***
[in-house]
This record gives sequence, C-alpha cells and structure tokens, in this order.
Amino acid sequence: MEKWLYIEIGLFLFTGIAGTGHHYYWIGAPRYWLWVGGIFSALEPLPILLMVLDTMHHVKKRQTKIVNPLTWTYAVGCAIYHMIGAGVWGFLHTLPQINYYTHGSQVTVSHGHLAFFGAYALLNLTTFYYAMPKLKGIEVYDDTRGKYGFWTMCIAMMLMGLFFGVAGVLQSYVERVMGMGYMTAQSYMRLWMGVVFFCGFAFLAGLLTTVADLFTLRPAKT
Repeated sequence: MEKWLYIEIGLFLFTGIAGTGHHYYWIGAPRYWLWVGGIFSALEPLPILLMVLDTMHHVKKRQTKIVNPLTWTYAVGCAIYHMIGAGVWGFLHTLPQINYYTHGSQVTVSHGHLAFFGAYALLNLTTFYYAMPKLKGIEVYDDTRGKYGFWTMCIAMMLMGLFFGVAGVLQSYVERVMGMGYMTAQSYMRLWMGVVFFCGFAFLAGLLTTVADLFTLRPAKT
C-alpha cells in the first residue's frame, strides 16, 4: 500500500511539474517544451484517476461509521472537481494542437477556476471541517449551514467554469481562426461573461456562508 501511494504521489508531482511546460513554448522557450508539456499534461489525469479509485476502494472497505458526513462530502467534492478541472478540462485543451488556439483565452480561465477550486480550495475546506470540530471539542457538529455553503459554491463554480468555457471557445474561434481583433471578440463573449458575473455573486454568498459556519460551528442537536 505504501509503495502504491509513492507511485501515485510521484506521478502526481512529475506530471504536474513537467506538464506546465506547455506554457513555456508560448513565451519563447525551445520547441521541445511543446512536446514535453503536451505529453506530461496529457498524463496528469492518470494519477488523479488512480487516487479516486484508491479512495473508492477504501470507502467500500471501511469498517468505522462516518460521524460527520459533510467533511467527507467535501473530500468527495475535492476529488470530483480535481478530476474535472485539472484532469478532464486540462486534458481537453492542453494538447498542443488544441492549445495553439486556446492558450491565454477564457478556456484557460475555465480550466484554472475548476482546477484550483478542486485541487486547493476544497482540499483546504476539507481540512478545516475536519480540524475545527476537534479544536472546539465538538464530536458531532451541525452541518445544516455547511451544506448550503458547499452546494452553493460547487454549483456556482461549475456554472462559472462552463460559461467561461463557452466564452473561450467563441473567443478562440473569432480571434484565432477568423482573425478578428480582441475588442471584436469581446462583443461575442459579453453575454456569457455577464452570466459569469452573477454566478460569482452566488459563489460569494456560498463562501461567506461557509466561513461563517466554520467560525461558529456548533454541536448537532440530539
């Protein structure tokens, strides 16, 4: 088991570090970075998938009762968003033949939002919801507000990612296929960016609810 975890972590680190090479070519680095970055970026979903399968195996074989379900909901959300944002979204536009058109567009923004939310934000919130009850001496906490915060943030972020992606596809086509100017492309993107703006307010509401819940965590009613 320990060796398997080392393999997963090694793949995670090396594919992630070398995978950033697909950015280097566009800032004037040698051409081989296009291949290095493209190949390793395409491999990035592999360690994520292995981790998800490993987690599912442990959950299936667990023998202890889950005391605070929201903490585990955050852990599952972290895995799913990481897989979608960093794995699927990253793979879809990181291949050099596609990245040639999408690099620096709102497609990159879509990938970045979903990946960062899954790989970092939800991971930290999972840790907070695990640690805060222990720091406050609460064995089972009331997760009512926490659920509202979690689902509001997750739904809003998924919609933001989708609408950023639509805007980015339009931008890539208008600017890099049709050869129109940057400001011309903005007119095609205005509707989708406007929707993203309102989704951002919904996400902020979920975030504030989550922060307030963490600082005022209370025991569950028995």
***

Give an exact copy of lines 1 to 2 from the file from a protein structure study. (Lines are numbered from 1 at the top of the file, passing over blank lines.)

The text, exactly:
[in-house]
This record gives sequence, C-alpha cells and structure tokens, in this order.